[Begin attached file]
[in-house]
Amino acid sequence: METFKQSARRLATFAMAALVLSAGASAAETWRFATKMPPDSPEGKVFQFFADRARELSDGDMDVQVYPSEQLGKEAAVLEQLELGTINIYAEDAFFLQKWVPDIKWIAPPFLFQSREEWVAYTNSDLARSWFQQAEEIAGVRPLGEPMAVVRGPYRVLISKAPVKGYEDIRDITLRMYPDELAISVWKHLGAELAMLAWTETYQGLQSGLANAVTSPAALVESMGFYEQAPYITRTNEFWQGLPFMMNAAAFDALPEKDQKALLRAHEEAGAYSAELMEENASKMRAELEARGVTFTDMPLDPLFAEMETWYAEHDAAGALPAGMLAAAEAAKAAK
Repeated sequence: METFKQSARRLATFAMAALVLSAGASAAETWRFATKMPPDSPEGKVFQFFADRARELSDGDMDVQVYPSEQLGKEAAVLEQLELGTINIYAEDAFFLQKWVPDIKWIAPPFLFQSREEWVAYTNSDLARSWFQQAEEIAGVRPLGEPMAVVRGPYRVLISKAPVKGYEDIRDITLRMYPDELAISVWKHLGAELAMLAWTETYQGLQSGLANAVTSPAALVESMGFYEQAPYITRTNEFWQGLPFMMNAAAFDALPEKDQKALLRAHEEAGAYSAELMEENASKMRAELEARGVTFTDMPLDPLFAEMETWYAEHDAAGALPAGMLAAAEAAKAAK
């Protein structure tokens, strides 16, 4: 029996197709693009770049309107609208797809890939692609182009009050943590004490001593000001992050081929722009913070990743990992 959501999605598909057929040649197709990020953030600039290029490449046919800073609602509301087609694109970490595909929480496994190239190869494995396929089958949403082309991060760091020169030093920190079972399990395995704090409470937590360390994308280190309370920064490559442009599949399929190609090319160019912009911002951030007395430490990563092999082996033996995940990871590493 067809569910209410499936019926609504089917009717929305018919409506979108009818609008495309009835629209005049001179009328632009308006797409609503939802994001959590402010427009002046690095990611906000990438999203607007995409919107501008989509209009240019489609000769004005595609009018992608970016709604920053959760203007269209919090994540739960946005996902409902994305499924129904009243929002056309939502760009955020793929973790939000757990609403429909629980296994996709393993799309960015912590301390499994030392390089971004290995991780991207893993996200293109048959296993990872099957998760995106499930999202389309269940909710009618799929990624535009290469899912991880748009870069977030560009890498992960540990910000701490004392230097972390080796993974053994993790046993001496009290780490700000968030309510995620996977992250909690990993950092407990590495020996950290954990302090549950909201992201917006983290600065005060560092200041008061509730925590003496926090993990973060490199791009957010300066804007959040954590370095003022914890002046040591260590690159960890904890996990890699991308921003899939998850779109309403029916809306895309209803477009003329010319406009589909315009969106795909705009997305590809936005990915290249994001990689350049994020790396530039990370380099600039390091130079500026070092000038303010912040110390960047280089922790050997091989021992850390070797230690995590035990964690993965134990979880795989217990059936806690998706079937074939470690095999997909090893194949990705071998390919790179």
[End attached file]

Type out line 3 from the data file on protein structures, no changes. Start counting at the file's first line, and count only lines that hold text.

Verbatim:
Repeated sequence: METFKQSARRLATFAMAALVLSAGASAAETWRFATKMPPDSPEGKVFQFFADRARELSDGDMDVQVYPSEQLGKEAAVLEQLELGTINIYAEDAFFLQKWVPDIKWIAPPFLFQSREEWVAYTNSDLARSWFQQAEEIAGVRPLGEPMAVVRGPYRVLISKAPVKGYEDIRDITLRMYPDELAISVWKHLGAELAMLAWTETYQGLQSGLANAVTSPAALVESMGFYEQAPYITRTNEFWQGLPFMMNAAAFDALPEKDQKALLRAHEEAGAYSAELMEENASKMRAELEARGVTFTDMPLDPLFAEMETWYAEHDAAGALPAGMLAAAEAAKAAK